These are created by a studio called Cognitive Media, though I couldn’t find individual artist credits. The stop motion is occasionally accompanied by added animated elements, but the end result seems seamless and is often clever in the way already drawn elements are repurposed as the talk and animated presentation continue.

The result is a visually entertaining presentation that holds your interest and adds clarity to concepts that might otherwise be a bit off-putting an effective combination of words and pictures.

[Via BoingBoing]

 
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James C. Christensen

James C. Christensen
James Christensen’s paintings range from straightforward portraits to fantasy tinged depictions of angels and Renaissance ladies to phantasmic tableaux of fantasy subjects that look as though the books in a children’s library had been run through a fan and reassembled by a cross-eyed surrealist.

Christensen seems to swim in a rich sea of influences, from medieval, Renaissance and baroque art to Golden Age illustrators like Arthur Rackham, Edmund Dulac, Kay Neilsen, John Bauer, and Gustaf Tenggren. You can even see suggestions of the obsessively detailed fairy paintings of Richard Dadd.

At his most expansive, Christensen’s wonderfully detailed and brightly garbed fantasy world denizens parade across lavishly textured landscapes, awash in saturated colors, sprinkled with luminescent details, carrying with them a trove of references to literature and folklore.

Christensen was born in California and studied at Brigham Young University and UCLA. His work has been featured in a number of publications and books, including Voyage of the Basset, A Shakespeare Sketchbook, Rhymes & Reasons, A Journey of the Imagination: The Art of James Christensen and James Christensen: The Greenwich Workshop’s New Century Artists Series.

I don’t know if the artist has an “official” site; jameschristensen.com is associated with the Jerry W. Horn Gallery, and offers original art as well as reproductions. Unfortunately the images are small and the site is poorly organized, but it shows a broad range of Christensen’s work and styles.

Larger images can be found at the Greenwich Workshop’s online gallery, B&R Gallery and Swoyer’s Fine Art.

One of the best pages for a quick overview of his fantasy themed work is this unofficial page on 2photo.ru. I’ve listed other resources below.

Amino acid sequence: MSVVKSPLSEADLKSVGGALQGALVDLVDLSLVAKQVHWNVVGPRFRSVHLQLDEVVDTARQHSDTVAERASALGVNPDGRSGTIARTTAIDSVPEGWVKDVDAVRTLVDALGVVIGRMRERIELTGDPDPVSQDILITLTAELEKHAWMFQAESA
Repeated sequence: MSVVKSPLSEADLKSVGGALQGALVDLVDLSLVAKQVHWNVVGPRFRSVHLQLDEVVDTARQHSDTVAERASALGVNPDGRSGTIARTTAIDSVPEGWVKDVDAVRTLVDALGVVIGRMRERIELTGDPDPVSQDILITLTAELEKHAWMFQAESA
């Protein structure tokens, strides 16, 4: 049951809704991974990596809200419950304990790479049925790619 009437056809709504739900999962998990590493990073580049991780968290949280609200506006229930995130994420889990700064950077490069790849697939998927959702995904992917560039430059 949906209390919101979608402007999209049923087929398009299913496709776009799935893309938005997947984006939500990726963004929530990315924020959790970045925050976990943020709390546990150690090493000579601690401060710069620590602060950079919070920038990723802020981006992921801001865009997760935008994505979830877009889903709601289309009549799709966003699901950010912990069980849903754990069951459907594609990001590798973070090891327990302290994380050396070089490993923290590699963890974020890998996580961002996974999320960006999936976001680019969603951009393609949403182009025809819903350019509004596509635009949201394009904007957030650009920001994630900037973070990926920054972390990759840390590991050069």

[Via Monster Brains]

 
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The Haggin Museum Leyendecker Collection

The Haggin Museum J.C. Leyendecker Collection
The Haggin Museum in Stockton, California has the largest collection of works by the great American illustrator J.C. Leyendecker held by any museum.

The collection had been on tour for some time and returned to the museum in May. Since then work has been completed on a newly remodeled gallery in which the collection will be on display until December 31, 2010 (just long enough for the next installment of my traditional Happy Leyendecker Baby New Year post).

Unfortunately, the museum has not matched the renovated gallery display with a much needed revision of their online image gallery, which still suffers from images with camera lens distortion and color aberration (I’ve straightened out a few of the above images with the Lens Correction filter in Photoshop).

The images are also frustratingly small, but you can get an idea of the breadth and depth of the collection, which contains some superb examples of Leyendecker’s work, as well as unique early pieces.

The museum’s website does include an article about the exhibit and a Leyendecker biography, which includes a history of the collection and of Earl Rowland, the museum’s former director who assembled the museum’s holdings of Leyerdecker and other noted illustrators.

As far as I know, there is not a printed catalog of the museum’s Leyendecker collection, but a new, long awaited book on Leyendecker was released in 2008, J.C. Leyendecker, by Laurence S. Cutler and Judy Goffman Cutler.

J.C. Leyendecker, for those who are unfamiliar with his work, was one of the finest illustrators in the history of the art form. His relative obscurity continues to amaze me; he should at least share the spotlight usually focused on Norman Rockwell, if not eclipsing him to some degree.

For a quick selection of large images, see these two articles on Golden Age Comic Book Stories. For more on Leyendecker, including additional links to large images and other resources, see some of my previous posts listed below.

[Addendum: Since publication of this article, the Haggin Museum has updated their online gallery with some higher quality images of 8 of the works.]